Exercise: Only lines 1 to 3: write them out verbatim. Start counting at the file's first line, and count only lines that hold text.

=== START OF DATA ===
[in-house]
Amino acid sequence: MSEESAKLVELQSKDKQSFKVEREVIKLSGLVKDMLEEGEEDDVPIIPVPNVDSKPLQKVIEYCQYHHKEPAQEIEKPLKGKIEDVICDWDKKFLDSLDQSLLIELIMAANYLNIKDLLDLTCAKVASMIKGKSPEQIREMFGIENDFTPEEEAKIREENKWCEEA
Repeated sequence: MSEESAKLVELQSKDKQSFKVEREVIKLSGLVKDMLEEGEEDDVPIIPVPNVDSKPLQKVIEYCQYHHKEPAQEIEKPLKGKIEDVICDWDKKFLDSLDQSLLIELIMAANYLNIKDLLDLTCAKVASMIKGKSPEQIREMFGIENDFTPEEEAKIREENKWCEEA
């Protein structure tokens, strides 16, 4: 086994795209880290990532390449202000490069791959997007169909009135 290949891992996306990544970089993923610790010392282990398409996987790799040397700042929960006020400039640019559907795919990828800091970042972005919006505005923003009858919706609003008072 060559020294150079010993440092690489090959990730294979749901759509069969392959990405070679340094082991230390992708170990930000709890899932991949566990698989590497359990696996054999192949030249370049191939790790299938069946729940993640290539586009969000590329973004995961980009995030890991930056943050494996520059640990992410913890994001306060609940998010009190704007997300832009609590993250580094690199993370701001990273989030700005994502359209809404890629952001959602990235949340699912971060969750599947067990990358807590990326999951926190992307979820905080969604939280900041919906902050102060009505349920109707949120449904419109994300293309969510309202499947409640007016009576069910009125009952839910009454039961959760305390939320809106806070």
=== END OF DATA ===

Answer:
[in-house]
Amino acid sequence: MSEESAKLVELQSKDKQSFKVEREVIKLSGLVKDMLEEGEEDDVPIIPVPNVDSKPLQKVIEYCQYHHKEPAQEIEKPLKGKIEDVICDWDKKFLDSLDQSLLIELIMAANYLNIKDLLDLTCAKVASMIKGKSPEQIREMFGIENDFTPEEEAKIREENKWCEEA
Repeated sequence: MSEESAKLVELQSKDKQSFKVEREVIKLSGLVKDMLEEGEEDDVPIIPVPNVDSKPLQKVIEYCQYHHKEPAQEIEKPLKGKIEDVICDWDKKFLDSLDQSLLIELIMAANYLNIKDLLDLTCAKVASMIKGKSPEQIREMFGIENDFTPEEEAKIREENKWCEEA